Who is to blame for the death of Eva Smith?
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Who is to blame for the death of Eva Smith? "An Inspector Calls" written by J.B Priestley is set in 1912, a time when society was divided into three sections; working class, middle class and upper class. The Birlings' are a typical upper class family. Mr. Arthur Birling owns and runs a major business and has worked and married his way into the upper class. Mrs. Birling was born into the upper class, and there are times when she reminds Mr. Birling of this.Tthey have two children; Sheila and Eric. Eric is an alcoholic but his parents are unaware of this, and Sheila is engaged to a certain Gerald Croft. Eva Smith is the character used by Inspector Goole to teach this typical upper class family about the consequences of their actions on other people. Mr. Birling is lecturing Eric and Gerald after a quiet family dinner when Inspector Goole enters with the announcement that Eva Smith has committed suicide by drinking disinfectant. Eric and Gerald are shocked and horrified by this, because of the effect drinking disinfectant has: " Burnt her inside out, of course." Mr. Birling seems unconcerned about this though, and is only wondering who Eva Smith is, and what this has to do with him: " Horrid business. But I don't understand why you should come here, Inspector" After some questioning, Mr. Birling realises who Eva Smith is - an ex employee.
Gerald accepts what he has done and we as the reader feel he is genuinely sorry about what he did, like Sheila, but doesn't regret doing what he did, like Mr. Birling. Gerald is in fact a cross between Sheila and Mr. Birling with the way he reacts after being told the extent of his involvement with the death of Eva Smith. Mrs. Birling was the chair of the Brumley Women's Charity Organisation. This organisation is an organisation 'to which women in distress can appeal for help in various forms'. Eva Smith applied to his organisation, but as Mrs. Birling. Mrs. Birling being of an upper class society, saw this attempt at impersonating her and this impersonation coming from an member of the lower class society, left her fuming and biased against Eva Smith's case. The case presented to Mrs. Birling, was that Eva Smith was left pregnant by a young man who had given her stolen money in order to support her. Mrs. Birling told her to marry the young man as that was expected of that period in time, but Eva Smith refused. Mrs. Birling pushed Eva Smith even further out into the cold world than she already was, all alone and with no money. Like Mr. Birling, Mrs. Birling refuses to accept responsibility for any involvement in the death of Eva Smith. Mrs. Birling, just like Mr. Birling, claims she was only doing her job.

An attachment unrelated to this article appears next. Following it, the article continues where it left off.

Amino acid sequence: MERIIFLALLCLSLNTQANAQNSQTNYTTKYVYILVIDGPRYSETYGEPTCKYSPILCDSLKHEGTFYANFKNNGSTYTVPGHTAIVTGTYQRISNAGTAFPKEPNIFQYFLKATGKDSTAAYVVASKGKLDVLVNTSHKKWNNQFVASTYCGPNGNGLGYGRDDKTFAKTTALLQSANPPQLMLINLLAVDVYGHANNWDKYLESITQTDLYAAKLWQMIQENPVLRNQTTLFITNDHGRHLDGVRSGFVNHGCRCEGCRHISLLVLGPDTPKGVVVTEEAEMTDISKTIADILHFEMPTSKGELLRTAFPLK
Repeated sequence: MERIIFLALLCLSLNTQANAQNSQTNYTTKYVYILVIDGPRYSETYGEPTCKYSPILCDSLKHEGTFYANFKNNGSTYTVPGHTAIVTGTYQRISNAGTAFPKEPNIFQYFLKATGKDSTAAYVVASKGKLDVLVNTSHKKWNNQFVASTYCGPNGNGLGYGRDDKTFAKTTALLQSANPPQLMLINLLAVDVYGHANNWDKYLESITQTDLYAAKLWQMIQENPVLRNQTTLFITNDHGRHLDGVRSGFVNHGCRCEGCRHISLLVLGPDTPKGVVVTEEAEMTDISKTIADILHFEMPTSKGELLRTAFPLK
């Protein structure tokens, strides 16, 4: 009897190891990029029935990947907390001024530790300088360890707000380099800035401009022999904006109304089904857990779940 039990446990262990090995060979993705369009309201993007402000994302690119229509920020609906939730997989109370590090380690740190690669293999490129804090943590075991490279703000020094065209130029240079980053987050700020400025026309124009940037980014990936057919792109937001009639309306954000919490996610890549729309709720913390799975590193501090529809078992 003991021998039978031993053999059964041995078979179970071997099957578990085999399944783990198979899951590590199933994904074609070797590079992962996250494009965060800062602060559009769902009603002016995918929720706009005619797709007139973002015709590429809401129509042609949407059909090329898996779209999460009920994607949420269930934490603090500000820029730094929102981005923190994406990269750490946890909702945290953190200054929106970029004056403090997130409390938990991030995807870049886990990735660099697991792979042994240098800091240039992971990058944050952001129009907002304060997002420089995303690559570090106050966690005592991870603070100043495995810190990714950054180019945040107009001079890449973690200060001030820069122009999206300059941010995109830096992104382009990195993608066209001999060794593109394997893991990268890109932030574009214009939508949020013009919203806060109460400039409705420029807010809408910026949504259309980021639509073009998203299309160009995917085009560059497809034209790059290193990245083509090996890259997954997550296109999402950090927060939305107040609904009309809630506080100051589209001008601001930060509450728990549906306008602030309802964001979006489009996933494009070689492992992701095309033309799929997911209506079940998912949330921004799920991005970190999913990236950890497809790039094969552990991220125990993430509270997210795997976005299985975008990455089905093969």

So in actual fact, the question is addressing the death of every person. And the answer that the Inspector is trying to instil, is that society is to blame. If we were to look out for one another and think about the effect of our actions, then our consideration would lead to less suffering. Until we realise this then we will always be looking for a scapegoat. Different people will answer this question, mentally, in different ways. Those who believe in individualism, will try and shift the blame, those who don't, will accept their responsibility and blame society and themselves. These people will learn from their mistakes and this can only mean that they will try not to repeat it. As a result of the action not being repeated, the consequence will be avoided. My own view is that this question can be interpreted in many different ways. The interpretation will depend on your personality or attitude. If the general view is to accept the excuses that some of the characters give and feel that they are justified in not accepting responsibility, then we live in a society that is more concerned about oneself. The other position is to accept responsibility for our actions and understand that they can have consequences on other people. This is a more caring society. My view is that the author believed that the generation of the elder Birlings belonged to a more selfish society and that the younger Birlings were part of a more caring society. In this way, he believes that there is hope for the future. .
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